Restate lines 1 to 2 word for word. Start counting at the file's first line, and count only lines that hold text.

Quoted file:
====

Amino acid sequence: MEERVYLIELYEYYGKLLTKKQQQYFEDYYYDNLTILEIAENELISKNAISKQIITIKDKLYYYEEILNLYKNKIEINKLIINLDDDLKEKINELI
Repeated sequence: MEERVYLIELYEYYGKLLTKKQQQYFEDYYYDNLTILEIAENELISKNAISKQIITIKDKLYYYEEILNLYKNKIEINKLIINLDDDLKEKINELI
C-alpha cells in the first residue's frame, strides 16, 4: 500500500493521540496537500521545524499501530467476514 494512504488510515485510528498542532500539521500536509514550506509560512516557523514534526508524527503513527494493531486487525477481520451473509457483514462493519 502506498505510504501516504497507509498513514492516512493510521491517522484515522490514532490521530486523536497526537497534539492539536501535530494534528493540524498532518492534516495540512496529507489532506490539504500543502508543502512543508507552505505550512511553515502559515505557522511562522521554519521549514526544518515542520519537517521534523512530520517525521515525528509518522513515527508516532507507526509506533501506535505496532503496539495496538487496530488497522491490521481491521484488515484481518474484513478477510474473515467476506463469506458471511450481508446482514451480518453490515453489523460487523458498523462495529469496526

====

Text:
Amino acid sequence: MEERVYLIELYEYYGKLLTKKQQQYFEDYYYDNLTILEIAENELISKNAISKQIITIKDKLYYYEEILNLYKNKIEINKLIINLDDDLKEKINELI
Repeated sequence: MEERVYLIELYEYYGKLLTKKQQQYFEDYYYDNLTILEIAENELISKNAISKQIITIKDKLYYYEEILNLYKNKIEINKLIINLDDDLKEKINELI